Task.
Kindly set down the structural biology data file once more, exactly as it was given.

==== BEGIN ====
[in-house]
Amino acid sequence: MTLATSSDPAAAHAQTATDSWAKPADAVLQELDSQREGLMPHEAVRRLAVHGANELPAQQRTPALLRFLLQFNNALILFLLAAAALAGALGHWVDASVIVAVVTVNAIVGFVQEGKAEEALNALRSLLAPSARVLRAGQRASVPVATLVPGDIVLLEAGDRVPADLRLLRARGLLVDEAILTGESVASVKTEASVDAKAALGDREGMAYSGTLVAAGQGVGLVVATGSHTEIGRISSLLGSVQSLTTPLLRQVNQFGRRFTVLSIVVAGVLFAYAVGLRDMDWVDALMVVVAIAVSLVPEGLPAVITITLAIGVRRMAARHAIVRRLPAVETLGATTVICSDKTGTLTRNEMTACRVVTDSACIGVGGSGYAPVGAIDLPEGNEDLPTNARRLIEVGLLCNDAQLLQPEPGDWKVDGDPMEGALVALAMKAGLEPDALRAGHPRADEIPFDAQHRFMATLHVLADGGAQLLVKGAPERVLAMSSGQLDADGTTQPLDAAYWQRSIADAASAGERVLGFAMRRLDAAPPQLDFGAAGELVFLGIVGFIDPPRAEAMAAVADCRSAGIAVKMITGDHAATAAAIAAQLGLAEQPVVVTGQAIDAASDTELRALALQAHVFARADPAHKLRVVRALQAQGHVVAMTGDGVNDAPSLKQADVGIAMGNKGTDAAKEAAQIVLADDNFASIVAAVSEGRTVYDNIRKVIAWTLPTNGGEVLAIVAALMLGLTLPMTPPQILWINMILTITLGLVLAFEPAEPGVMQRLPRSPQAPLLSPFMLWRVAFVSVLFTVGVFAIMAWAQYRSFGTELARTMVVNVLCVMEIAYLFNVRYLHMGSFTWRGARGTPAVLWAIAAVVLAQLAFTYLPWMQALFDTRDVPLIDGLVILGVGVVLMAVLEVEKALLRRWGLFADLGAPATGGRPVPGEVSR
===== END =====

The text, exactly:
[in-house]
Amino acid sequence: MTLATSSDPAAAHAQTATDSWAKPADAVLQELDSQREGLMPHEAVRRLAVHGANELPAQQRTPALLRFLLQFNNALILFLLAAAALAGALGHWVDASVIVAVVTVNAIVGFVQEGKAEEALNALRSLLAPSARVLRAGQRASVPVATLVPGDIVLLEAGDRVPADLRLLRARGLLVDEAILTGESVASVKTEASVDAKAALGDREGMAYSGTLVAAGQGVGLVVATGSHTEIGRISSLLGSVQSLTTPLLRQVNQFGRRFTVLSIVVAGVLFAYAVGLRDMDWVDALMVVVAIAVSLVPEGLPAVITITLAIGVRRMAARHAIVRRLPAVETLGATTVICSDKTGTLTRNEMTACRVVTDSACIGVGGSGYAPVGAIDLPEGNEDLPTNARRLIEVGLLCNDAQLLQPEPGDWKVDGDPMEGALVALAMKAGLEPDALRAGHPRADEIPFDAQHRFMATLHVLADGGAQLLVKGAPERVLAMSSGQLDADGTTQPLDAAYWQRSIADAASAGERVLGFAMRRLDAAPPQLDFGAAGELVFLGIVGFIDPPRAEAMAAVADCRSAGIAVKMITGDHAATAAAIAAQLGLAEQPVVVTGQAIDAASDTELRALALQAHVFARADPAHKLRVVRALQAQGHVVAMTGDGVNDAPSLKQADVGIAMGNKGTDAAKEAAQIVLADDNFASIVAAVSEGRTVYDNIRKVIAWTLPTNGGEVLAIVAALMLGLTLPMTPPQILWINMILTITLGLVLAFEPAEPGVMQRLPRSPQAPLLSPFMLWRVAFVSVLFTVGVFAIMAWAQYRSFGTELARTMVVNVLCVMEIAYLFNVRYLHMGSFTWRGARGTPAVLWAIAAVVLAQLAFTYLPWMQALFDTRDVPLIDGLVILGVGVVLMAVLEVEKALLRRWGLFADLGAPATGGRPVPGEVSR